Gløgg: Scandinavia’s Mulled Red Wine

Dec 3, 2018

No Christmas is complete without a hot, spicy cup of gløgg (mulled wine) which warms up your body all the way through to the root of your hair!

Sitting down with a glass of gløgg is wonderfully relaxing and tasty in between the stressful pre-holiday chores like cleaning, shopping, and cooking.

Mulled wine has been around in many versions around the world for centuries. The ancient Greeks and Romans were thought to drink sweet and spicy wine, and in the 16th-century people would start serving the wine hot with cognac added to it.

The Germans enjoyed mulled wine as early back as in the 15th century, supposedly in a castle along the Rhine river, where they thought to heat up red wine and add a variety of spices to keep warm during the cold winter months. It was first in the late 20th century that gløgg became a Christmas tradition, and then still only in Germany and other Germanic countries (glühwein) before it spread to northern Europe.

The term gløgg was invented in Sweden right after the Second World War and stems from the words “glödgat vin”, which means heated wine.   

Today it is enjoyed throughout Sweden, Norway, and Denmark. What separates Norwegian gløgg from other types of mulled wine, is that we use a lot more spices than other countries do.

There are a million different recipes and varieties but most of them include red wine, some type of sweetener like sugar, brown sugar, honey or maple syrup, cardamom, cloves, ginger, and citrus peel from oranges or lemons.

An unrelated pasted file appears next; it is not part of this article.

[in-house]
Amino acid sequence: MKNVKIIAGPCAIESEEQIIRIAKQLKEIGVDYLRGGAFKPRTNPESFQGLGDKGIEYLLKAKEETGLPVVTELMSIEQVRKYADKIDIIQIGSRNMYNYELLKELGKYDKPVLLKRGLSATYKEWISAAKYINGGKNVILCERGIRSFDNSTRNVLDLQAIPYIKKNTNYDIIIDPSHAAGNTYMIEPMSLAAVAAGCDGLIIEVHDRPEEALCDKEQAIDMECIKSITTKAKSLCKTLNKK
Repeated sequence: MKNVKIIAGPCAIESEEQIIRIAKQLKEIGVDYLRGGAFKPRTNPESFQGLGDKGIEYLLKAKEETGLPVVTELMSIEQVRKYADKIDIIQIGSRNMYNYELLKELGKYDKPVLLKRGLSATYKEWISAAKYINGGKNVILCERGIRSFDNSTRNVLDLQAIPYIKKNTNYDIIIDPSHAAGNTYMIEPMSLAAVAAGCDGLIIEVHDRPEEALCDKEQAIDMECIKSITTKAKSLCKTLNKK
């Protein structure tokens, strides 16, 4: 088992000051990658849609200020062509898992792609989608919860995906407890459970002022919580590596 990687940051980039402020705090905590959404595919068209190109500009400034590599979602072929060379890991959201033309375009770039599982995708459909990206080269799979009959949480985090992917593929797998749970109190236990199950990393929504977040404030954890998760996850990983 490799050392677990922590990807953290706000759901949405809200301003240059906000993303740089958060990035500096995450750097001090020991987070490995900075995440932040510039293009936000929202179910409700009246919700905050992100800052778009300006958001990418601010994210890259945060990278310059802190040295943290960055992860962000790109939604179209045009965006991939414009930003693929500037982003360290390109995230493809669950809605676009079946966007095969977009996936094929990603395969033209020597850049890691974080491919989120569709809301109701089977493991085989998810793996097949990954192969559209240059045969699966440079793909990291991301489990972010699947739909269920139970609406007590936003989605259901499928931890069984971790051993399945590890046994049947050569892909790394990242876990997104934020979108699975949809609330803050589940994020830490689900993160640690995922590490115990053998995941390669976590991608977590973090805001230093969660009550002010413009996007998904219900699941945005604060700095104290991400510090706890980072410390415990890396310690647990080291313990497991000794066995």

Today, people and bartenders are experiencing with other additions like dried blueberries and blackberries, apricots, and black pepper.

Classic garnishes include almonds and raisins, and gløgg is enjoyed with a variety of Christmas cookies like gingersnaps and krumkaker.

There is no need to use an expensive red wine to make gløgg, however, I wouldn’t recommend a terrible wine either, as the flavors typically are heightened when the wine is heated up.

Never heat up the wine until it boils, because the alcohol will evaporate (and what fun would that be?). As soon as you see some steam at the top, quickly turn it off, place a lid on the pot, and let the spices steep for a couple of hours to let the flavors blend into the wine.

When you’re ready to serve, heat it up again, and alternatively you can add a little port wine, cognac, aquavit, or vodka to each glass before lading in the mulled wine.

If you don’t drink alcohol, choose a non-alcoholic version of gløgg by heating up blackcurrant juice, fresh-pressed orange juice, or apple cider (or a combination of all), and add the spices and sweeteners the same way as with the alcoholic version.

As a prior bartender, mixologist, and Certified Specialist of Spirits, I take pride in my own recipe for gløgg and have become quite known for it.

Try it and remember: Drink responsibly!

Scandinavian mulled wine, gløgg


1 x 750ml bottled of full-bodied red wine (like Zinfandel, Garnacha or Merlot)
1/2 cup brown sugar
2 small or 1 large cinnamon stick
2 star anise pods
1 tsp green cardamom pods
5-6 whole cloves
1 allspice berry
1 x 3-inch piece of ginger, peeled and sliced thin
2 strips of orange peel, pith/white removed
1/2 cup ruby port wine
splash of aquavit or brandy
Handful of toasted almonds (optional)
Handful of raisins (optional)

Combine all the ingredients except aquavit/brandy, in a medium saucepot and heat up until just under boiling and steam starts to rise from the wine. Quickly turn off the heat, place a lid on the pot and let spices steep for 2 hours or longer.

When ready to serve, add 1-2 oz of aquavit or brandy to a nice glass, strain the mulled wine and ladle in warm mulled wine.

Garnish with an orange peel and almonds and raisins (optional).

Serve with your favorite Christmas cookies or Christmas tapas!



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